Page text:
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ERIC Number: ED439851
Record Type: Non-Journal
Publication Date: 2000
Pages: 36
Abstractor: N/A
ISSN: ISSN-1524-5039
Home-Community Visits during an Era of Reform (1870-1920).
Bhavnagri, Navaz Peshotan; Krolikowski, Sue
Early Childhood Research & Practice, v2 n1 Spr 2000
This article documents home and community visits by early childhood pioneers during the Reform Era (1870-1920). The home-community visitors promoted the development of young children by addressing needs of poor and vulnerable children, their families, and their communities. As the rationale for focusing on the Reform Era, this article identifies four parallels between societal conditions influencing home-community visits during the Reform Era and societal conditions present today: (1) efforts to eradicate poverty by changing environmental conditions; (2) massive arrival of immigrants; (3) rapid transformation of society; and (4) promotion of volunteerism. This article identifies the charity kindergarten movement, establishment of settlement houses, and promotion of compulsory education as the three major social justice movements during the Reform Era that contributed significantly to home-community visits. The objectives, procedures, and outcomes of home-community visits during each of the three social justice movements are identified and elaborated. Home-community visits by philanthropic kindergarten teachers resulted in: (1) parents valuing play; (2) appropriate transformation of child-rearing practices and neighborhoods; (3) families receiving welfare services; (4) parents becoming local advocates and leaders; and (5) kindergarten becoming a part of public schools. Home-community visits by residents from settlement houses resulted in: (1) reforming child labor practices and legislating compulsory education; (2) legislating housing reform and standards on public conveniences; and (3) introducing and promoting safe playgrounds. Home-community visits by visiting teachers from public schools resulted in prevention and amelioration of academic failure. The article concludes with 10 lessons contemporary educators can learn from historical home-community visits. (Contains 85 references.) (Author/LPP)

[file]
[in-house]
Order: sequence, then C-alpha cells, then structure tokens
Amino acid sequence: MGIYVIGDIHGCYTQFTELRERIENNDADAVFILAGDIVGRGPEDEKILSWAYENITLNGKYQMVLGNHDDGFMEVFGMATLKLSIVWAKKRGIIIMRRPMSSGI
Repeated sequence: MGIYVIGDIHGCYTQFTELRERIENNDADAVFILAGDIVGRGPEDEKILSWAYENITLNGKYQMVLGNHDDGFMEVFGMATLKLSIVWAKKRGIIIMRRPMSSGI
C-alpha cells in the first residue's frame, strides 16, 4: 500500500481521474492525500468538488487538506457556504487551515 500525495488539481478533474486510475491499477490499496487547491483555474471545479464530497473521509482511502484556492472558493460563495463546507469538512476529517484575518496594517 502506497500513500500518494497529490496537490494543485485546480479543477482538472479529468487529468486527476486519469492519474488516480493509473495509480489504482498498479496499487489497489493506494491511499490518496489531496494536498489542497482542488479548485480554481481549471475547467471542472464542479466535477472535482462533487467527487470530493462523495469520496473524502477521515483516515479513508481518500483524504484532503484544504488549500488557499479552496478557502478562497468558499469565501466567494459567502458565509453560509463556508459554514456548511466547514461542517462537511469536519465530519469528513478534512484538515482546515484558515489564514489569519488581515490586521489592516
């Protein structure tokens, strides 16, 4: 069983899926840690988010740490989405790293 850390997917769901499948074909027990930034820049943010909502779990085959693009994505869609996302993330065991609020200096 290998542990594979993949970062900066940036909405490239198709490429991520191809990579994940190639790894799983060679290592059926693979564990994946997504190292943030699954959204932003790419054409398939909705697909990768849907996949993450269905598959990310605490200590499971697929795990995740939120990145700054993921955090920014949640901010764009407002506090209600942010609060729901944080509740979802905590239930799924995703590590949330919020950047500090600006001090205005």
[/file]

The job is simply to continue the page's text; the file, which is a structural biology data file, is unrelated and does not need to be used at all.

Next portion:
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Publication Type: Historical Materials; Journal Articles
Education Level: N/A
Audience: N/A
Language: English
Sponsor: N/A
Authoring Institution: N/A